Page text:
If you know anything about Florida, it probably stems from the ridiculous headlines that come out of this wonderful state: The 2004 election, Florida Man, George Zimmerman, Casey Anthony, The Sausage Castle, people eating people, you name it. Don’t worry, the depression and the ridiculousness doesn’t stop there.
I recently stumbled upon one of the most bizarre places just a few miles from where I live. Nestled at the bottom of a hill behind a year-round Christmas House on the edge of downtown Brooksville, you will find 45 acres of abandoned affordable public housing between two different projects: Brooksville Villas and Hillside Estates.
While the Villas are rather destroyed and tagged with graffiti, the Hillside Estates are seemingly intact (maybe even livable?) minus the fact that all of the estates are boarded up. Needless to say, it is very eerie driving and walking through this neighborhood. A very Tim Burton type of feeling. To follow my curiosity, I decided to do some research, and well, the story is expectedly heartbreaking.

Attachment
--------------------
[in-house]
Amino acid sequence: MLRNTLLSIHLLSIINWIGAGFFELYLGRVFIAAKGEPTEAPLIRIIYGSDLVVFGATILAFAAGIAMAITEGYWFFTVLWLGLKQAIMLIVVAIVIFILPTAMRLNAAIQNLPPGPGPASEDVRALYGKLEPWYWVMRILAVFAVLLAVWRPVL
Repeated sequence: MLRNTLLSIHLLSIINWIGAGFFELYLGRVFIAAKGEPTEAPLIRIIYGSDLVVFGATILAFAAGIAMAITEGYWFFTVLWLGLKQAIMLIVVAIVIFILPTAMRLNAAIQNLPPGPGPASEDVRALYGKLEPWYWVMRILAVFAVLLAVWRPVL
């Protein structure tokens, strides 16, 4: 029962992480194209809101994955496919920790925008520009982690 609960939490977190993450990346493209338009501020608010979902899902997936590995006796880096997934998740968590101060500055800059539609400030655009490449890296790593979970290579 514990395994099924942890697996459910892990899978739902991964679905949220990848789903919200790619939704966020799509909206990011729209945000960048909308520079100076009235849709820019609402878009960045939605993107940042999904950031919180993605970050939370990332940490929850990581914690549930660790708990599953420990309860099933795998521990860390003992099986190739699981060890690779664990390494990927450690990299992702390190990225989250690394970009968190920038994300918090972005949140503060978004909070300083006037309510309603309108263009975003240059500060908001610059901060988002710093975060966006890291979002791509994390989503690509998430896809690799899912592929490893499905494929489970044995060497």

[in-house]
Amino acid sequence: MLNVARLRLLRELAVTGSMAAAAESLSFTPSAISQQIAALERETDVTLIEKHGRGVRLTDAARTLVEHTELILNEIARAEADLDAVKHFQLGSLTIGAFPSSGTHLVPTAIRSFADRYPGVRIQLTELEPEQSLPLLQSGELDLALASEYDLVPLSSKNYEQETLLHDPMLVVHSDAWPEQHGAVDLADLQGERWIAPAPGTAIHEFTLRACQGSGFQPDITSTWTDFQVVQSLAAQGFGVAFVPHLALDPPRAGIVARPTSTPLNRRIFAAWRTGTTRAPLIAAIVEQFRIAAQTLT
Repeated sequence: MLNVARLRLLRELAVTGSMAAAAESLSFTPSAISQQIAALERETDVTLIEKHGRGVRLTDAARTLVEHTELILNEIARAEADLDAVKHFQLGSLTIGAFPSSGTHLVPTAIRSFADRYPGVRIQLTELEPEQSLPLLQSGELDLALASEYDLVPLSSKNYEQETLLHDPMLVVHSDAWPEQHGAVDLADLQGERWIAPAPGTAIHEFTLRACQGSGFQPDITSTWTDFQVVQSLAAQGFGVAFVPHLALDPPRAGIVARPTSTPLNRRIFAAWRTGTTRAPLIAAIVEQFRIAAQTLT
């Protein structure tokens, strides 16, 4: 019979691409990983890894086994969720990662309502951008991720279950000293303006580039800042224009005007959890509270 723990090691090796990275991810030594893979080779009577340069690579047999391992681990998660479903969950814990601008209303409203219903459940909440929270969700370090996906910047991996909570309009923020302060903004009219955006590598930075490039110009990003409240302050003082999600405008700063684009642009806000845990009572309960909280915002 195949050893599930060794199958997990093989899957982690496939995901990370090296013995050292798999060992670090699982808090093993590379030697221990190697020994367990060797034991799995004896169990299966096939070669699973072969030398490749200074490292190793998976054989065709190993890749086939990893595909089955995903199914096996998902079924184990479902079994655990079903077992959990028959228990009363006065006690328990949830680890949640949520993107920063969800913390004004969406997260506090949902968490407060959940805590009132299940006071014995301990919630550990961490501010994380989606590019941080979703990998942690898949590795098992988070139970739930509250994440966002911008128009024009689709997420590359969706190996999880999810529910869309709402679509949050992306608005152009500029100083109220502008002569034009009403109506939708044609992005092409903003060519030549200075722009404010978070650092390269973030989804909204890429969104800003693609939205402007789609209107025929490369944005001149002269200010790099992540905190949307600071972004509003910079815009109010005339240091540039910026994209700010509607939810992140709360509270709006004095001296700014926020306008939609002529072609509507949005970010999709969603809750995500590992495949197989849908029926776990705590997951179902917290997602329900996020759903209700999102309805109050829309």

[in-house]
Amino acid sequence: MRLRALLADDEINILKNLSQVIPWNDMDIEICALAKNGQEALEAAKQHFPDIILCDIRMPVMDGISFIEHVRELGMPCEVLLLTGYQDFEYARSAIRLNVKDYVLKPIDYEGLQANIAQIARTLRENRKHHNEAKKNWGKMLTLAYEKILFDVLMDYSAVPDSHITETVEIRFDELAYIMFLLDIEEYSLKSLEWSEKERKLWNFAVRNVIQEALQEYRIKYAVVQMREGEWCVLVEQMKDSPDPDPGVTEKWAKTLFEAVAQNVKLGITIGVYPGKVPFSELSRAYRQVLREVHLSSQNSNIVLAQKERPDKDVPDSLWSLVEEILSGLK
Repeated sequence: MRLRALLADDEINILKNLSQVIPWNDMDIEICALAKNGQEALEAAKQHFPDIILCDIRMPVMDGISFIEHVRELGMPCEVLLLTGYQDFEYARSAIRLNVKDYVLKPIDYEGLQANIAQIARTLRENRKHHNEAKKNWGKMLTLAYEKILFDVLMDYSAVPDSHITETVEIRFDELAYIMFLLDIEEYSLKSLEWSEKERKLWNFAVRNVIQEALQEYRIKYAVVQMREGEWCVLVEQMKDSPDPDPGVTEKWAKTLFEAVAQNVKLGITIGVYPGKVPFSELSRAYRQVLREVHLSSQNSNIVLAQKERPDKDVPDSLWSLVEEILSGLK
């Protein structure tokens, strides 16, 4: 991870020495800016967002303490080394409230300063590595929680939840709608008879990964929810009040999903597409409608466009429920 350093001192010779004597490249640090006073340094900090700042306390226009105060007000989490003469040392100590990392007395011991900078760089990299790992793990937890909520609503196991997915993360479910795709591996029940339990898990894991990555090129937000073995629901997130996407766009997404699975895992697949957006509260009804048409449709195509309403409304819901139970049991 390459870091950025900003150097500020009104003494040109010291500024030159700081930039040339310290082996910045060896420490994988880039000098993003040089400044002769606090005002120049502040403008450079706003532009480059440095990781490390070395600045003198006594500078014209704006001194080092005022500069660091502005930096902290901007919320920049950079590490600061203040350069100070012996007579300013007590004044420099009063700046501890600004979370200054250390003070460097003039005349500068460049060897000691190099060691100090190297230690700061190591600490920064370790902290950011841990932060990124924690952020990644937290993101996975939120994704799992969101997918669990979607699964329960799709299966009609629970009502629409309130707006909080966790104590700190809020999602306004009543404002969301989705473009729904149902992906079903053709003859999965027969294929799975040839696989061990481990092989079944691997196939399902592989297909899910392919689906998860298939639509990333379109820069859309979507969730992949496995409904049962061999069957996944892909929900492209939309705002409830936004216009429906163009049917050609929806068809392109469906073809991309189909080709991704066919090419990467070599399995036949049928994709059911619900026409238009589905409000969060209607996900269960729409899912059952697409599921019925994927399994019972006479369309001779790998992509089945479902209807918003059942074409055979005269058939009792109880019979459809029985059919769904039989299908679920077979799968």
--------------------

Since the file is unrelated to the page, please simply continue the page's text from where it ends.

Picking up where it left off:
To keep it short, the 125 families that lived here beginning in 2010 had been kicked out of their living spaces just two years later in 2012 due to varying reports of reasoning. The Tampa Bay Times reported that the buildings were unsafe to live in and the building repairs cost more than their value. Others say that unstable management, misuse of FEMA funds, loan default by the management company, and the fact that the houses were basically built on a swamp were all reasons that the Brooksville Housing Authority was dissolved and the two housing ventures ended up failing and consequently still stand there vacant. The city of Brooksville owns the property which is appraised at $325,000, but would cost over $1 million to demolish. I guess it’s cheaper to let it die on its own while still maintaining the landscaping every couple of weeks.
As of 2014, the city of Brooksville considered the idea of turning the area into a dense residential area with a town center, however two years have already passed, and no word has been printed about it since.
It’s a depressing scene, to see these buildings that were once homes to 125 families just sit there vacant, but needless to say, it is an interesting place and another notch on Florida’s belt as weirdest and most depressing state in the country.
All images shot with Mamiya 6, 75mm f/3.5 on Kodak TMax 100. Scanned on Epson V700.